Ontario police have arrested eight people in connection with the forgery of thousands of artworks by a popular indigenous artist.

Norval Morrisseau was a painter from the Bingwi Neyaashi Anishinaabek First Nation in Ontario, Canada. Known as the “Picasso of the North,” he was a pioneer of contemporary indigenous art in Canada. He was incredibly prolific, with so many original works that there is no comprehensive catalog today.

This, unfortunately, made Morrisseau’s work an ideal target for art forgery.

In 2005, upset by growing numbers of forgeries appearing in galleries and art auctions, Morrisseau established the Norval Morrisseau Heritage Society. The purpose of the Society was to compile a database of authentic paintings, and discredit forgeries. Morrisseau passed away in 2007, but the Society continues its work and is now the sole authority to accredit Morrisseau paintings.

In 2019, a new flood of fake Morrisseau works came to light during the investigation of the murder of a man named Scott Dove. The dead man’s mother pointed detectives to the documentary “There Are No Fakes,” hosted by Barenaked Ladies artist Kevin Hearn after learning a Morrisseau he had purchased from a gallery in Toronto was a forgery. The documentarians had found evidence of a forgery ring behind Hearn’s fake, and had evidence that the artworks were being churned out by children working in sweatshop-like conditions.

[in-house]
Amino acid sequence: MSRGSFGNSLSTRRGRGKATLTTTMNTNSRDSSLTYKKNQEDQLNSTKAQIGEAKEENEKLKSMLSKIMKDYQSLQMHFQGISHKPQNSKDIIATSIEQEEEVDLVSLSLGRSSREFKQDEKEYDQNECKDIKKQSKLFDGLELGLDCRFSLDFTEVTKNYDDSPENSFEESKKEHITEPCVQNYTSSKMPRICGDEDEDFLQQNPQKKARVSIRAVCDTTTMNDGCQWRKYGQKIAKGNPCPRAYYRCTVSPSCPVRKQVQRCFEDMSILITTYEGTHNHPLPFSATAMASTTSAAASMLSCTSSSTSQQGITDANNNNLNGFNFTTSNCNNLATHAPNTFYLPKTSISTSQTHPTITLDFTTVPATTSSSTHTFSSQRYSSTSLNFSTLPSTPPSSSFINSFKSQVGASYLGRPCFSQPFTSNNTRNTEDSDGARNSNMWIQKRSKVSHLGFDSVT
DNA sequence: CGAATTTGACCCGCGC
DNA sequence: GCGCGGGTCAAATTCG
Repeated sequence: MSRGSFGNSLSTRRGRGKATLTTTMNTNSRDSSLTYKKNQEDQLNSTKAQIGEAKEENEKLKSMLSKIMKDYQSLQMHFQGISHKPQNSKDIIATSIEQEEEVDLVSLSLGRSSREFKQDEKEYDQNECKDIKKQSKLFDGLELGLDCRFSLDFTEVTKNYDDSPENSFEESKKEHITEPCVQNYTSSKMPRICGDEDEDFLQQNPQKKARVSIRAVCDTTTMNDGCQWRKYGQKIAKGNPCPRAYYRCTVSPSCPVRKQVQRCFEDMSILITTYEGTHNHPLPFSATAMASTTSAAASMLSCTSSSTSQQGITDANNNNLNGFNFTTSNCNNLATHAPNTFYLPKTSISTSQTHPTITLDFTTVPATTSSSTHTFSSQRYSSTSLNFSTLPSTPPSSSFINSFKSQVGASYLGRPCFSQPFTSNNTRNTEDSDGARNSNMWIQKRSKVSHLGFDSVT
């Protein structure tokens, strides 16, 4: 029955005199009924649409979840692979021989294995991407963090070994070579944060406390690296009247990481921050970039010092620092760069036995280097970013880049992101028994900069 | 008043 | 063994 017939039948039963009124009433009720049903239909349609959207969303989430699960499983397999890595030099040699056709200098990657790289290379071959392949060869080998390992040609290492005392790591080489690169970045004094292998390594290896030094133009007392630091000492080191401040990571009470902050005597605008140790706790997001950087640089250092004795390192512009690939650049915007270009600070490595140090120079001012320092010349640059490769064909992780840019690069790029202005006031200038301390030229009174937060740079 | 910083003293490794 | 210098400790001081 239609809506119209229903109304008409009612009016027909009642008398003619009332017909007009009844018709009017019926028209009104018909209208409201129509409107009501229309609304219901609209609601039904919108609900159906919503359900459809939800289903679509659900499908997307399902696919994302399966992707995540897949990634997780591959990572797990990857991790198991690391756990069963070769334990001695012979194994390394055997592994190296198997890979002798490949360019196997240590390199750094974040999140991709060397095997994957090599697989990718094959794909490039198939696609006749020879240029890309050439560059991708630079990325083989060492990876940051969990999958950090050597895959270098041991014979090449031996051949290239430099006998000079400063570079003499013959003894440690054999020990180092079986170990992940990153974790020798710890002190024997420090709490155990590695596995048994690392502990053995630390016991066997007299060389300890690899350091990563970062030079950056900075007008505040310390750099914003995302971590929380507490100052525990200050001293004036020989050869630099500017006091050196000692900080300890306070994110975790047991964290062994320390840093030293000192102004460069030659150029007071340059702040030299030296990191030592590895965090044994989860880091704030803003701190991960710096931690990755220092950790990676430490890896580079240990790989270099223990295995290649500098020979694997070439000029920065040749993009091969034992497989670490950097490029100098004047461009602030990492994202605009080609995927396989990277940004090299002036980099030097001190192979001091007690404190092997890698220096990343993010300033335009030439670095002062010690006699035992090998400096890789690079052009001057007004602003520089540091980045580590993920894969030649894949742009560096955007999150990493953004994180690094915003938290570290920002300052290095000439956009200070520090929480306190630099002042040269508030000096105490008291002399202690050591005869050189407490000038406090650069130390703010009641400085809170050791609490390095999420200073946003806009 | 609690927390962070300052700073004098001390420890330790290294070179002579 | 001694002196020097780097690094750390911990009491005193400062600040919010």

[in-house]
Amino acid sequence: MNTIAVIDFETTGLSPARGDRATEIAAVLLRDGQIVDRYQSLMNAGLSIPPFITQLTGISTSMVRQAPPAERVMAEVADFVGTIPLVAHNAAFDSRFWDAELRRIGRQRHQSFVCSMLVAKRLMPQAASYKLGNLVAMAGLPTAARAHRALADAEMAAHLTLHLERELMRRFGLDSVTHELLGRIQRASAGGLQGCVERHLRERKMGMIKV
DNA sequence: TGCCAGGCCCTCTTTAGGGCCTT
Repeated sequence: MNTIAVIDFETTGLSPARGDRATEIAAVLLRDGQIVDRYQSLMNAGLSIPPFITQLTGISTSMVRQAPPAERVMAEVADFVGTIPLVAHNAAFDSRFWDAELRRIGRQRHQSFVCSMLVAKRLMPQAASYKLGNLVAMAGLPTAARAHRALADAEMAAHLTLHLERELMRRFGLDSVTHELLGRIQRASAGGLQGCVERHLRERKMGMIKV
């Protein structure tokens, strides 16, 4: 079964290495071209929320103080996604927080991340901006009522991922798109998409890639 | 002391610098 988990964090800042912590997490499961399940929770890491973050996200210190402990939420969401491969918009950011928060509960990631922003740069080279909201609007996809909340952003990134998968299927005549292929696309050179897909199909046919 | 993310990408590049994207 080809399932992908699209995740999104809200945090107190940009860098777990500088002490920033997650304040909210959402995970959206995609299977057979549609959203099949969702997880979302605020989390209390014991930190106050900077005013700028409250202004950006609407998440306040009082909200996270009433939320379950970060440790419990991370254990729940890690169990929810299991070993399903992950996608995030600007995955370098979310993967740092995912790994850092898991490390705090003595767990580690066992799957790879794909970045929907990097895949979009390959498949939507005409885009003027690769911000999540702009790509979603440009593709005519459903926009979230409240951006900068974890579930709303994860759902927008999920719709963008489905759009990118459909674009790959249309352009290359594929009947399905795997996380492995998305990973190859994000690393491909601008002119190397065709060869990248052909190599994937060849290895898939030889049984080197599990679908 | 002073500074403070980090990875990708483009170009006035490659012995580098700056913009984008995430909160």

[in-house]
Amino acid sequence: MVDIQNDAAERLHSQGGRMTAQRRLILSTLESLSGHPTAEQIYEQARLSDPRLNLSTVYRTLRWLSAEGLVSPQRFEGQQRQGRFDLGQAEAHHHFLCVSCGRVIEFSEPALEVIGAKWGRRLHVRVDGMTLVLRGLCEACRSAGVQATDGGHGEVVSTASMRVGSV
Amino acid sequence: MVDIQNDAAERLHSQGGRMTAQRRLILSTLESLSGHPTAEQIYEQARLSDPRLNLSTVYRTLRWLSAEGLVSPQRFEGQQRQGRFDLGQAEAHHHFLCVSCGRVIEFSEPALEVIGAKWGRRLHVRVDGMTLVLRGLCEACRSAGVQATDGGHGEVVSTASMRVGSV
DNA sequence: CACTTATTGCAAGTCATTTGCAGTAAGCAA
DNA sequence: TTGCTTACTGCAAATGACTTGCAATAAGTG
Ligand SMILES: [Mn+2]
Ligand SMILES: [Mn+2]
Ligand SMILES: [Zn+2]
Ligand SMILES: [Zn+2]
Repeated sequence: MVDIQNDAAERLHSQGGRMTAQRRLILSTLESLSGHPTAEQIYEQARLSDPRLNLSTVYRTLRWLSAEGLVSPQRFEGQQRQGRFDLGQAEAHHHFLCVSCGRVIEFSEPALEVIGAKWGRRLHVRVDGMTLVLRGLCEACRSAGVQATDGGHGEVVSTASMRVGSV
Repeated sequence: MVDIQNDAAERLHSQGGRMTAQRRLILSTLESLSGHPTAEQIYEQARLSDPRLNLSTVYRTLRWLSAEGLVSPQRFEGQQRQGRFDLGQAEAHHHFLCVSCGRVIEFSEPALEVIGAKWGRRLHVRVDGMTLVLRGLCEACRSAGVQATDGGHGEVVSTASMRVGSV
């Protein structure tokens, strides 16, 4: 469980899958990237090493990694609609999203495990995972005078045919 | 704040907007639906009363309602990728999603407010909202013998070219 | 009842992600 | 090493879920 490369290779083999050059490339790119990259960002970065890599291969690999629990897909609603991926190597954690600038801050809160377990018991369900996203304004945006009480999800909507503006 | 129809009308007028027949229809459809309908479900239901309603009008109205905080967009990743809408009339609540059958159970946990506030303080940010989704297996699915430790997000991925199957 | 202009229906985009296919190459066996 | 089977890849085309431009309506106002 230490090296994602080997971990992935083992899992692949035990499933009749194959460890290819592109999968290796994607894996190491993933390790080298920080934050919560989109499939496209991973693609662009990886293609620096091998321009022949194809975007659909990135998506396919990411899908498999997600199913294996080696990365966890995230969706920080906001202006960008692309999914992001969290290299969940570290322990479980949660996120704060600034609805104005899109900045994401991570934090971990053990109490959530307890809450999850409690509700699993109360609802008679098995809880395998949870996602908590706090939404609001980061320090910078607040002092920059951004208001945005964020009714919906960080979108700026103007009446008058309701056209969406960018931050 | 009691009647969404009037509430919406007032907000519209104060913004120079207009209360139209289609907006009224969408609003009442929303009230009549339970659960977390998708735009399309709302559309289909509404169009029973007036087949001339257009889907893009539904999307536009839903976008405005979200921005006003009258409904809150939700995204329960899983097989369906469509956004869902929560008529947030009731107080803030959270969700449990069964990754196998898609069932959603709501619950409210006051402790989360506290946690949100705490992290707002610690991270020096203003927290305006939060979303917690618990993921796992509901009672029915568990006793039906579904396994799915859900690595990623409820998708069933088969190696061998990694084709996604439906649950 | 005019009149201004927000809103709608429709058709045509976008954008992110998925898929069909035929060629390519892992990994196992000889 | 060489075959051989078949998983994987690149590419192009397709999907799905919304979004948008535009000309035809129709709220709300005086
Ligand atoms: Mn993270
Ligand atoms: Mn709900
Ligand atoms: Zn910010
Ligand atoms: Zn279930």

Jumping off of what the documentary had uncovered, Ontario police soon had a warrant for the home of Gary Lamont, where they found hundreds of supposed Morrisseau paintings.

Together with Lamont, the Ontario police arrested seven other people, including Benjamin Paul Morrisseau, nephew of the late artist.

The forgers “knew his lifestyle,” said Detective Sargent Jason Rybeck. “They knew that he had struggles. They knew that he never kept a list of his paintings… At times [Morrisseau] would just give paintings away to people for milk and and eggs, and so they knew that there was no way in their mind of tracking legitimate paintings.”

Photo: Solodov Aleksei / Shutterstock